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Tips for dividing perennials

When dividing delphiniums, use the youngest, outside pieces to replant.
When dividing delphiniums, use the youngest, outside pieces to replant.

Q. Is this a good time to move perennials? My delphiniums are among several plants that need dividing and relocating.

A. Early spring and early autumn are the two preferred times for moving or dividing and replanting perennials.

Fall is not a good time to move perennials that favour very well-drained sites and dryish soils. Move them in spring. Such plants do not do well transplanted as a rainy season approaches.

Fresh, young roots that form will be prone to rotting. Examples are rock rose (Helianthemum), Eryngium, pinks (Dianthus), and succulent plants like sempervivums.

Most other perennials can be moved now, while enough decent weather remains for new roots to establish before winter weather. Or, wait until the chill of winter has passed, and the soil begins warming in the spring.

Delphiniums are classic garden perennials that prefer a rich, moist soil that drains well and a place in the sun as well as regular fertilizing and digging, dividing, and replanting every second or third year, in the spring. When dividing, use the youngest, outside pieces to replant.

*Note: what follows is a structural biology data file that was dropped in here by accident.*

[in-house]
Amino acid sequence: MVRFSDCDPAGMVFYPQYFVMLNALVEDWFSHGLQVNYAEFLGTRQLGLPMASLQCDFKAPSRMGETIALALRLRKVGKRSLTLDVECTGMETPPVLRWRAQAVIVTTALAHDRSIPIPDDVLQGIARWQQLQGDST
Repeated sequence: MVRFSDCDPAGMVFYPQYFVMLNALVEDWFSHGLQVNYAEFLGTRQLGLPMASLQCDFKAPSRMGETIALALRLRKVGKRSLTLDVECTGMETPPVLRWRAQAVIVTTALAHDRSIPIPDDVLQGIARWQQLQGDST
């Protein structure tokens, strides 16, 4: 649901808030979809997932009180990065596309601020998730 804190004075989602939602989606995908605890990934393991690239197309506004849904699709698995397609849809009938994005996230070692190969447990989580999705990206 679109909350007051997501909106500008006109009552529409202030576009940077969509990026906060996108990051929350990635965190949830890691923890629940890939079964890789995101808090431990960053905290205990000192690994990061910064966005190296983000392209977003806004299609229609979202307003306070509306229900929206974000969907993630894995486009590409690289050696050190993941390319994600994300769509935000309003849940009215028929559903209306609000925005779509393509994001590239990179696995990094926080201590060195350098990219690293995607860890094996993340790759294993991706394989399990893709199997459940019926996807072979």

Q. As my summer planters begin to look bare and straggly, I’m thinking of using the same containers for plantings to provide some colour and interest in the fall and winter on my deck. When should I make the change-over?

A. At any time from now through early autumn, I say goodbye to the petunias and other summer plantings on my patio, give them a decent rest in a compost heap and fill the containers with fresh potting mix.

I replant several with pansies and violas, which will bloom through the fall, in mild winter weather, and fully in spring. Small flower bulbs can be pushed into the soil amongst the pansies and violas.

Mixed winter planters can be put together with ornamental grasses, dwarf needle-bearing and broad-leaved evergreens, small heathers, flowering kale, heucheras (coral bells), and other small, hardy plants to be found at local garden centres.

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